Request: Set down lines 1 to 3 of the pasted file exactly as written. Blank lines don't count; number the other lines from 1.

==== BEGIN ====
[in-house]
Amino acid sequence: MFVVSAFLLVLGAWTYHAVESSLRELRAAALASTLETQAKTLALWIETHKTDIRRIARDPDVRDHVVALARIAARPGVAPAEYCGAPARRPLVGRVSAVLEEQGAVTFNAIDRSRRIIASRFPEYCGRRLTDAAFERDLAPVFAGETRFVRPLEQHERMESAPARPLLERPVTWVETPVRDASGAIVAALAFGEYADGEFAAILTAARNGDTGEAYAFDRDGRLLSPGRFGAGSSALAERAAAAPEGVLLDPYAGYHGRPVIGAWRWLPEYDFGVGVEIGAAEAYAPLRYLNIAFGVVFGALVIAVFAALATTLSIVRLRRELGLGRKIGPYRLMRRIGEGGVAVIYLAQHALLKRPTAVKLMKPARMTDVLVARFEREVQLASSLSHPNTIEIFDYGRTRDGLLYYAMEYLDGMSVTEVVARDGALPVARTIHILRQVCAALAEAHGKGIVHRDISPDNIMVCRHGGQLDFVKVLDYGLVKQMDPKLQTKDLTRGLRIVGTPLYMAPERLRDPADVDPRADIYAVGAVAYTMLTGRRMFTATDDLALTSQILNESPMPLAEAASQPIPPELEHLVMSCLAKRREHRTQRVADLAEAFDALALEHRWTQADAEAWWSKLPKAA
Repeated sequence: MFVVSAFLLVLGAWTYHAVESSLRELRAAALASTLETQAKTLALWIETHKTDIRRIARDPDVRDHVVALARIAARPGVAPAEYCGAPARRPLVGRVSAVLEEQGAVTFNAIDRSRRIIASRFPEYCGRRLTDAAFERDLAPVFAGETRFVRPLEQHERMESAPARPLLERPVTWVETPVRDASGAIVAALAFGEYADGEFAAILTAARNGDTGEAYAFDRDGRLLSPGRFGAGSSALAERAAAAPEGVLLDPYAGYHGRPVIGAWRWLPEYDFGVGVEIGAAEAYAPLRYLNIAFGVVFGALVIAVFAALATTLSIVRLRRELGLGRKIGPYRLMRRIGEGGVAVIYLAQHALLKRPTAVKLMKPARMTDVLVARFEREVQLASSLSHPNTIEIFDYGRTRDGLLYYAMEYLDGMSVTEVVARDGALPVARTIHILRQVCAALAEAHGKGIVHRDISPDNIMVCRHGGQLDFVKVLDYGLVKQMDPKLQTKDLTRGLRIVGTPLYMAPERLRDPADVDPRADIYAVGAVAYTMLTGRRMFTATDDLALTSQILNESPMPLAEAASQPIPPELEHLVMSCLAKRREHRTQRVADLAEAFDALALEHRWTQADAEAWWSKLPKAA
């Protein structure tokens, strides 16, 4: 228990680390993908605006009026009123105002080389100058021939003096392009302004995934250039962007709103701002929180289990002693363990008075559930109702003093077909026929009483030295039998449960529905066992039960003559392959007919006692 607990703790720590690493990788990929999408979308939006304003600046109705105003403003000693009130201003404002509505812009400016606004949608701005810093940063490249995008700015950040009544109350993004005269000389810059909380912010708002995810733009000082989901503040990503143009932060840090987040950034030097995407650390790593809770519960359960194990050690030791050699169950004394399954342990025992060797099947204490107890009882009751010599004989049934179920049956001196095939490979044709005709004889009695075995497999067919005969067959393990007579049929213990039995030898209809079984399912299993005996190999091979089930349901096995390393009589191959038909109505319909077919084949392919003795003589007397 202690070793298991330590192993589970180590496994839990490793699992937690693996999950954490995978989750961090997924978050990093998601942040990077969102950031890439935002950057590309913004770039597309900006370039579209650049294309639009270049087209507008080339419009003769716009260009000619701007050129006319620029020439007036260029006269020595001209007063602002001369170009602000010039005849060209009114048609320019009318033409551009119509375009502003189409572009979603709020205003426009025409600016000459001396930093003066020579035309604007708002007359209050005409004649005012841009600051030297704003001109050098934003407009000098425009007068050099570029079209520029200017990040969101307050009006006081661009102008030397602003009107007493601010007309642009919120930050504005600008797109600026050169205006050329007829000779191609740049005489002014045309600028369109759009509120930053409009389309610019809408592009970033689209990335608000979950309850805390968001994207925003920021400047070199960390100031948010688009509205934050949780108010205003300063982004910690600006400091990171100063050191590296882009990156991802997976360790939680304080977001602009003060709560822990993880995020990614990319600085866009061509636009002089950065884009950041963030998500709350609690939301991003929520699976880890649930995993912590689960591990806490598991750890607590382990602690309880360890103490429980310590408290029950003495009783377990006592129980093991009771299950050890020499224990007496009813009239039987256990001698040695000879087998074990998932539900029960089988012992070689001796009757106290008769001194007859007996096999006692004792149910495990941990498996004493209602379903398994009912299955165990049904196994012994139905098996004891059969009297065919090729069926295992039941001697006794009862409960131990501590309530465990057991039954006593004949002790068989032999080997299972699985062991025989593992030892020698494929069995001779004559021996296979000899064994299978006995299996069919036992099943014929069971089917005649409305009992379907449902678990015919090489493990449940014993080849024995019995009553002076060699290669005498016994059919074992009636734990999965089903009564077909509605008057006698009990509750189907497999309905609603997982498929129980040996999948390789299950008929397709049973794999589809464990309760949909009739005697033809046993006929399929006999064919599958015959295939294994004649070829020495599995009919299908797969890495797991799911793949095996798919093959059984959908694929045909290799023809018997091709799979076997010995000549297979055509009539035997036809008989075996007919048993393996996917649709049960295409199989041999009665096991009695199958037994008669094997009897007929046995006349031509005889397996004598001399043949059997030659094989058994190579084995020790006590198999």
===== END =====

[in-house]
Amino acid sequence: MFVVSAFLLVLGAWTYHAVESSLRELRAAALASTLETQAKTLALWIETHKTDIRRIARDPDVRDHVVALARIAARPGVAPAEYCGAPARRPLVGRVSAVLEEQGAVTFNAIDRSRRIIASRFPEYCGRRLTDAAFERDLAPVFAGETRFVRPLEQHERMESAPARPLLERPVTWVETPVRDASGAIVAALAFGEYADGEFAAILTAARNGDTGEAYAFDRDGRLLSPGRFGAGSSALAERAAAAPEGVLLDPYAGYHGRPVIGAWRWLPEYDFGVGVEIGAAEAYAPLRYLNIAFGVVFGALVIAVFAALATTLSIVRLRRELGLGRKIGPYRLMRRIGEGGVAVIYLAQHALLKRPTAVKLMKPARMTDVLVARFEREVQLASSLSHPNTIEIFDYGRTRDGLLYYAMEYLDGMSVTEVVARDGALPVARTIHILRQVCAALAEAHGKGIVHRDISPDNIMVCRHGGQLDFVKVLDYGLVKQMDPKLQTKDLTRGLRIVGTPLYMAPERLRDPADVDPRADIYAVGAVAYTMLTGRRMFTATDDLALTSQILNESPMPLAEAASQPIPPELEHLVMSCLAKRREHRTQRVADLAEAFDALALEHRWTQADAEAWWSKLPKAA
Repeated sequence: MFVVSAFLLVLGAWTYHAVESSLRELRAAALASTLETQAKTLALWIETHKTDIRRIARDPDVRDHVVALARIAARPGVAPAEYCGAPARRPLVGRVSAVLEEQGAVTFNAIDRSRRIIASRFPEYCGRRLTDAAFERDLAPVFAGETRFVRPLEQHERMESAPARPLLERPVTWVETPVRDASGAIVAALAFGEYADGEFAAILTAARNGDTGEAYAFDRDGRLLSPGRFGAGSSALAERAAAAPEGVLLDPYAGYHGRPVIGAWRWLPEYDFGVGVEIGAAEAYAPLRYLNIAFGVVFGALVIAVFAALATTLSIVRLRRELGLGRKIGPYRLMRRIGEGGVAVIYLAQHALLKRPTAVKLMKPARMTDVLVARFEREVQLASSLSHPNTIEIFDYGRTRDGLLYYAMEYLDGMSVTEVVARDGALPVARTIHILRQVCAALAEAHGKGIVHRDISPDNIMVCRHGGQLDFVKVLDYGLVKQMDPKLQTKDLTRGLRIVGTPLYMAPERLRDPADVDPRADIYAVGAVAYTMLTGRRMFTATDDLALTSQILNESPMPLAEAASQPIPPELEHLVMSCLAKRREHRTQRVADLAEAFDALALEHRWTQADAEAWWSKLPKAA